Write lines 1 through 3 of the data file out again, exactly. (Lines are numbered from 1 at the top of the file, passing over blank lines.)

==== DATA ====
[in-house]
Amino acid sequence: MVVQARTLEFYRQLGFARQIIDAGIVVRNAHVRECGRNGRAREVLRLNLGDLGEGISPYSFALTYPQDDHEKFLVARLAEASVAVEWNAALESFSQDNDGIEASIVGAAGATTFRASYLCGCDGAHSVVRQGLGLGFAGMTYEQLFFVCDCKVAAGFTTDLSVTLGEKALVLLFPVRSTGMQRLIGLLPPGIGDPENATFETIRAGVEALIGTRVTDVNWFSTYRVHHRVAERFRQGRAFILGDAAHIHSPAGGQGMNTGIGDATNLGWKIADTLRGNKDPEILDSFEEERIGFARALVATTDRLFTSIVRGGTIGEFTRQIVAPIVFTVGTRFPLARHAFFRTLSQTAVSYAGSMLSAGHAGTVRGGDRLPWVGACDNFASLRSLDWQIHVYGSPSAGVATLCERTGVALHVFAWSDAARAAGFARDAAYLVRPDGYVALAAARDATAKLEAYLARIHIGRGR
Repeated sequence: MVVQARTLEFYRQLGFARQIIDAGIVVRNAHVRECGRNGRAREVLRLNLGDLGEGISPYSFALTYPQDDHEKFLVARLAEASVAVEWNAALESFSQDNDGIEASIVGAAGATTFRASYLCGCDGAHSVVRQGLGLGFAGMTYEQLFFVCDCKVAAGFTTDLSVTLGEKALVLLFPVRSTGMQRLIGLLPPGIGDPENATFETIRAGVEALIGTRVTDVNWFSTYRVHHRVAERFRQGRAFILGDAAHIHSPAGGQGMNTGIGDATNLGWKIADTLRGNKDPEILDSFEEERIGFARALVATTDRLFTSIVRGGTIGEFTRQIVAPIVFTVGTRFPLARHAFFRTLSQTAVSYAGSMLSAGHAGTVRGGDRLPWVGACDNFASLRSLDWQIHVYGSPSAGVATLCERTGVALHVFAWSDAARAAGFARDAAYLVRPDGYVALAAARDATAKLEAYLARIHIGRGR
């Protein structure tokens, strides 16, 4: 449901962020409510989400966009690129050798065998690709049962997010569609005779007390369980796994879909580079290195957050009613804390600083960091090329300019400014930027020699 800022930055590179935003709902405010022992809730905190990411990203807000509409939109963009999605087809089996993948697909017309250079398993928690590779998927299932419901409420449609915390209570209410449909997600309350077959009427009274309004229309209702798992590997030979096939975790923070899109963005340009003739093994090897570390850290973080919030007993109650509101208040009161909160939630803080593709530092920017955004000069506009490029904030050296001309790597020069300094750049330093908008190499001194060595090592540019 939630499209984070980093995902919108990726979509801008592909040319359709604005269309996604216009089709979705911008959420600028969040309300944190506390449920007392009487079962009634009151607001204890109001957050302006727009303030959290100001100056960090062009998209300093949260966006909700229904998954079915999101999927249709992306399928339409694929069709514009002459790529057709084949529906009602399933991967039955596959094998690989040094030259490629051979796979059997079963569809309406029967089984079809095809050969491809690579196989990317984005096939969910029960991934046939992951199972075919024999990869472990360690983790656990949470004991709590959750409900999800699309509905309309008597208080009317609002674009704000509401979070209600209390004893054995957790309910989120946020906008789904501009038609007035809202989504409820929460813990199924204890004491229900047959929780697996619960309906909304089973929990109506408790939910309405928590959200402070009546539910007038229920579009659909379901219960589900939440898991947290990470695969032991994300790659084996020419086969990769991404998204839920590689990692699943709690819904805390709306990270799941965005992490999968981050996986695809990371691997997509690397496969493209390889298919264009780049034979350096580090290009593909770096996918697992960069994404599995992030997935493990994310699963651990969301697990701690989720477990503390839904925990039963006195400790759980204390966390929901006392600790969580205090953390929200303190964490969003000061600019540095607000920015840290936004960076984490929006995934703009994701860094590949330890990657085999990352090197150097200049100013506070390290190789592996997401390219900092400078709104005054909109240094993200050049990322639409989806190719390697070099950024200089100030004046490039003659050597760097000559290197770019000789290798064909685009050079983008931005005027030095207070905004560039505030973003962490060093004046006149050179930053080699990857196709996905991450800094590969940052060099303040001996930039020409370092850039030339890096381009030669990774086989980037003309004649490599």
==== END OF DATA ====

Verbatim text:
[in-house]
Amino acid sequence: MVVQARTLEFYRQLGFARQIIDAGIVVRNAHVRECGRNGRAREVLRLNLGDLGEGISPYSFALTYPQDDHEKFLVARLAEASVAVEWNAALESFSQDNDGIEASIVGAAGATTFRASYLCGCDGAHSVVRQGLGLGFAGMTYEQLFFVCDCKVAAGFTTDLSVTLGEKALVLLFPVRSTGMQRLIGLLPPGIGDPENATFETIRAGVEALIGTRVTDVNWFSTYRVHHRVAERFRQGRAFILGDAAHIHSPAGGQGMNTGIGDATNLGWKIADTLRGNKDPEILDSFEEERIGFARALVATTDRLFTSIVRGGTIGEFTRQIVAPIVFTVGTRFPLARHAFFRTLSQTAVSYAGSMLSAGHAGTVRGGDRLPWVGACDNFASLRSLDWQIHVYGSPSAGVATLCERTGVALHVFAWSDAARAAGFARDAAYLVRPDGYVALAAARDATAKLEAYLARIHIGRGR
Repeated sequence: MVVQARTLEFYRQLGFARQIIDAGIVVRNAHVRECGRNGRAREVLRLNLGDLGEGISPYSFALTYPQDDHEKFLVARLAEASVAVEWNAALESFSQDNDGIEASIVGAAGATTFRASYLCGCDGAHSVVRQGLGLGFAGMTYEQLFFVCDCKVAAGFTTDLSVTLGEKALVLLFPVRSTGMQRLIGLLPPGIGDPENATFETIRAGVEALIGTRVTDVNWFSTYRVHHRVAERFRQGRAFILGDAAHIHSPAGGQGMNTGIGDATNLGWKIADTLRGNKDPEILDSFEEERIGFARALVATTDRLFTSIVRGGTIGEFTRQIVAPIVFTVGTRFPLARHAFFRTLSQTAVSYAGSMLSAGHAGTVRGGDRLPWVGACDNFASLRSLDWQIHVYGSPSAGVATLCERTGVALHVFAWSDAARAAGFARDAAYLVRPDGYVALAAARDATAKLEAYLARIHIGRGR